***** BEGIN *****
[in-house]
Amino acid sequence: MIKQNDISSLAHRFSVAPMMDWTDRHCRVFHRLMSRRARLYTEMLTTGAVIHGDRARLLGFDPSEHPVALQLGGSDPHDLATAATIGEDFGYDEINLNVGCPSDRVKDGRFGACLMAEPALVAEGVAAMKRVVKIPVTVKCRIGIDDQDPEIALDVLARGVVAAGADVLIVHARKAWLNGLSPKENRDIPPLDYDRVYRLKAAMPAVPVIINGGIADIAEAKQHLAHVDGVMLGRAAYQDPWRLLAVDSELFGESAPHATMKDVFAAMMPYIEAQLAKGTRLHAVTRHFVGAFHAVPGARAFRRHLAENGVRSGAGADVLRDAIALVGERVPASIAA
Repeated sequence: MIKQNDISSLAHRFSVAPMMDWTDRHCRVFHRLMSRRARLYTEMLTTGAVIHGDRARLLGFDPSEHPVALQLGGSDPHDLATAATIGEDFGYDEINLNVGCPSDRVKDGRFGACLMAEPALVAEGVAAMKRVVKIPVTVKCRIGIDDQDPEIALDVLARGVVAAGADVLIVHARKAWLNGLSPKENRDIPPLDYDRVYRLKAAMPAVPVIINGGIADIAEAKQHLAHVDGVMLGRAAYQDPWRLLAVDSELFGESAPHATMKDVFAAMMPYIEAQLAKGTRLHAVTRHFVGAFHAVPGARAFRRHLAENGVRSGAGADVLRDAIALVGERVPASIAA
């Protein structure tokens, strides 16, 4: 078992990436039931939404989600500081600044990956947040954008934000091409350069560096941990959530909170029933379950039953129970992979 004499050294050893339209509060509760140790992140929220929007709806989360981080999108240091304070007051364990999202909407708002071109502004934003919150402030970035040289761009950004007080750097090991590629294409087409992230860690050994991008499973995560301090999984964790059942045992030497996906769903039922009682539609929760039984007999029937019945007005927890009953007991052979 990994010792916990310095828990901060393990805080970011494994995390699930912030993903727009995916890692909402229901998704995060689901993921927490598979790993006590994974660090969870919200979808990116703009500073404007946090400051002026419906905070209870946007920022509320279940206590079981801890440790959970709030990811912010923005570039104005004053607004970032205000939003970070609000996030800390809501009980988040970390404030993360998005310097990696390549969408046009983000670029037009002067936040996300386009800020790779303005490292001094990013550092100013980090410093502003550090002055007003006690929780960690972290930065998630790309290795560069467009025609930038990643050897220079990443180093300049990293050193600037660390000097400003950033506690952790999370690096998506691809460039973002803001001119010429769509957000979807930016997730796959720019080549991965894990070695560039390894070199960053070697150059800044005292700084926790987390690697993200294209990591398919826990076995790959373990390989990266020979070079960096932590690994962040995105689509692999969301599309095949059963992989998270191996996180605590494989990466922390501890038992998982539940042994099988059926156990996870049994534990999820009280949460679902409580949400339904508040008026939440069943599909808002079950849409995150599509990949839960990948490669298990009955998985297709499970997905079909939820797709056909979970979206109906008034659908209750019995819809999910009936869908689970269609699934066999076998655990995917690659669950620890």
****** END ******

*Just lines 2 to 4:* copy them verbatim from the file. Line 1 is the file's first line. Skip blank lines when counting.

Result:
Amino acid sequence: MIKQNDISSLAHRFSVAPMMDWTDRHCRVFHRLMSRRARLYTEMLTTGAVIHGDRARLLGFDPSEHPVALQLGGSDPHDLATAATIGEDFGYDEINLNVGCPSDRVKDGRFGACLMAEPALVAEGVAAMKRVVKIPVTVKCRIGIDDQDPEIALDVLARGVVAAGADVLIVHARKAWLNGLSPKENRDIPPLDYDRVYRLKAAMPAVPVIINGGIADIAEAKQHLAHVDGVMLGRAAYQDPWRLLAVDSELFGESAPHATMKDVFAAMMPYIEAQLAKGTRLHAVTRHFVGAFHAVPGARAFRRHLAENGVRSGAGADVLRDAIALVGERVPASIAA
Repeated sequence: MIKQNDISSLAHRFSVAPMMDWTDRHCRVFHRLMSRRARLYTEMLTTGAVIHGDRARLLGFDPSEHPVALQLGGSDPHDLATAATIGEDFGYDEINLNVGCPSDRVKDGRFGACLMAEPALVAEGVAAMKRVVKIPVTVKCRIGIDDQDPEIALDVLARGVVAAGADVLIVHARKAWLNGLSPKENRDIPPLDYDRVYRLKAAMPAVPVIINGGIADIAEAKQHLAHVDGVMLGRAAYQDPWRLLAVDSELFGESAPHATMKDVFAAMMPYIEAQLAKGTRLHAVTRHFVGAFHAVPGARAFRRHLAENGVRSGAGADVLRDAIALVGERVPASIAA
């Protein structure tokens, strides 16, 4: 078992990436039931939404989600500081600044990956947040954008934000091409350069560096941990959530909170029933379950039953129970992979 004499050294050893339209509060509760140790992140929220929007709806989360981080999108240091304070007051364990999202909407708002071109502004934003919150402030970035040289761009950004007080750097090991590629294409087409992230860690050994991008499973995560301090999984964790059942045992030497996906769903039922009682539609929760039984007999029937019945007005927890009953007991052979 990994010792916990310095828990901060393990805080970011494994995390699930912030993903727009995916890692909402229901998704995060689901993921927490598979790993006590994974660090969870919200979808990116703009500073404007946090400051002026419906905070209870946007920022509320279940206590079981801890440790959970709030990811912010923005570039104005004053607004970032205000939003970070609000996030800390809501009980988040970390404030993360998005310097990696390549969408046009983000670029037009002067936040996300386009800020790779303005490292001094990013550092100013980090410093502003550090002055007003006690929780960690972290930065998630790309290795560069467009025609930038990643050897220079990443180093300049990293050193600037660390000097400003950033506690952790999370690096998506691809460039973002803001001119010429769509957000979807930016997730796959720019080549991965894990070695560039390894070199960053070697150059800044005292700084926790987390690697993200294209990591398919826990076995790959373990390989990266020979070079960096932590690994962040995105689509692999969301599309095949059963992989998270191996996180605590494989990466922390501890038992998982539940042994099988059926156990996870049994534990999820009280949460679902409580949400339904508040008026939440069943599909808002079950849409995150599509990949839960990948490669298990009955998985297709499970997905079909939820797709056909979970979206109906008034659908209750019995819809999910009936869908689970269609699934066999076998655990995917690659669950620890």